Here is the latest from the coaching ranks:

  • The Cardinals fired Kliff Kingsbury after four seasons and did so less than a year after signing him to an extension that ran through 2027. While Kingsbury firing rumors had been brewing for months, CBS Sports’ Josina Anderson notes (via Twitter) the young HC did not appear to be expecting it. When a “surprised and distraught” Kingsbury addressed his staffers, he mentioned some of them could be retained. One of them might be DC Vance Joseph, who has been connected to a possible promotion. The former Broncos HC served as Kingsbury’s DC throughout his four-year tenure.
  • One of Frank Reich‘s Colts staffers earned an interview for the team’s HC vacancy. Special teams coordinator Bubba Ventrone met with Jim Irsay and Co. about the position Wednesday, Tom Pelissero of NFL.com tweets. Ventrone, 40, broke into coaching after 10 NFL seasons as a player. After spending time on Bill Belichick‘s staff, Ventrone joined Reich’s staff in 2018 and has been in position as Indy’s ST coordinator since. This is his first interview for a head coaching gig. The Colts can interview their own staffers, unattached coaches and Eagles or Chiefs staffers this week but must wait until midway through next week to begin meeting with candidates from teams playing on wild-card weekend.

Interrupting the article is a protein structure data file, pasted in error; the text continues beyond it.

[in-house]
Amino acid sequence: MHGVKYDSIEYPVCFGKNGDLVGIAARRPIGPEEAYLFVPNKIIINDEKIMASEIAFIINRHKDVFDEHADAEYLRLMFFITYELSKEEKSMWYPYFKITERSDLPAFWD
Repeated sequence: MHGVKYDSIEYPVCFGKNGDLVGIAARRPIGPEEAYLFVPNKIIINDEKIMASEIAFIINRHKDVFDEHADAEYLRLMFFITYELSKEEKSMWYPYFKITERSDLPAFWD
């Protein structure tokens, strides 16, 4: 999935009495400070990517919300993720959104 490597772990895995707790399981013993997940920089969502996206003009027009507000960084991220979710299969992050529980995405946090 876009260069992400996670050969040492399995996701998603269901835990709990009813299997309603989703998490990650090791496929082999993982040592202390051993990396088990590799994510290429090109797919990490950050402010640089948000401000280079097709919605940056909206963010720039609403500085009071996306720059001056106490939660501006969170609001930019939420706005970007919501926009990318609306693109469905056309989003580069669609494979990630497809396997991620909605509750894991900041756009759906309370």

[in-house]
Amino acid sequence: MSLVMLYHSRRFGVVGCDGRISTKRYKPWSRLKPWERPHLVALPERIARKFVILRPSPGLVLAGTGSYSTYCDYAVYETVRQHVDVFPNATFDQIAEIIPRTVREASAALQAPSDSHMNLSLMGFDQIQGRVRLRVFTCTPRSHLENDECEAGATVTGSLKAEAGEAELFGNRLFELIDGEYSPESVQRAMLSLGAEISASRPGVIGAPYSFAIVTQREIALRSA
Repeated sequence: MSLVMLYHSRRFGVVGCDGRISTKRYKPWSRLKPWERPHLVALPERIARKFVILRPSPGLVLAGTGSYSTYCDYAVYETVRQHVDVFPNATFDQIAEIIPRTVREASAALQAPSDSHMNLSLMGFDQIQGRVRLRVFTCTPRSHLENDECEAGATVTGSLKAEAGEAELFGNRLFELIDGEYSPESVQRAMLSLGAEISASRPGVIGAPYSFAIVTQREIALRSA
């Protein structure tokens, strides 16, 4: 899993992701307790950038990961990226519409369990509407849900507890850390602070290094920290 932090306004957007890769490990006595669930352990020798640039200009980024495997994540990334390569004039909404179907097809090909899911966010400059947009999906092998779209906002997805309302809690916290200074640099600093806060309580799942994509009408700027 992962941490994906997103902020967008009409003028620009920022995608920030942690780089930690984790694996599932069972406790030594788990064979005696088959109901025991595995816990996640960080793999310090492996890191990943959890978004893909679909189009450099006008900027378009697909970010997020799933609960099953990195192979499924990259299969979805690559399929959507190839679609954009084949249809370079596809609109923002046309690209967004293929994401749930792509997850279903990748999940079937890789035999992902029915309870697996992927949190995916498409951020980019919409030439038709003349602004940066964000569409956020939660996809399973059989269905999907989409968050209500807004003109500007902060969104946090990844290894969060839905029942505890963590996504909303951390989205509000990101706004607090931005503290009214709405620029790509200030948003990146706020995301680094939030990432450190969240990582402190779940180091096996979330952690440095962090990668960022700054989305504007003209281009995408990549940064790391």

• Although Brandon Staley guided the Chargers to the playoffs, Dan Graziano of ESPN.com does not get the sense the second-year HC’s job is 100% safe. A loss to the Jaguars may prompt Chargers ownership to change course. Sean Payton lurking may well affect Staley’s standing, should the Jags prevail. The Bolts job came up several months ago for Payton, who already lives in Los Angeles, and this potential partnership has been a poorly kept secret in NFL circles.
  • Brian Flores will interview for the Browns‘ DC job Thursday, Gerry Dulac of the Pittsburgh Post-Gazette tweets, though the Steelers linebackers coach is believed to have other teams interested. Flores’ discrimination lawsuit is ongoing, but the former Dolphins HC just wrapped a season on Mike Tomlin‘s staff. The Browns are also interviewing Jim Schwartz and Sean Desai, with a Jerod Mayo request out there as well.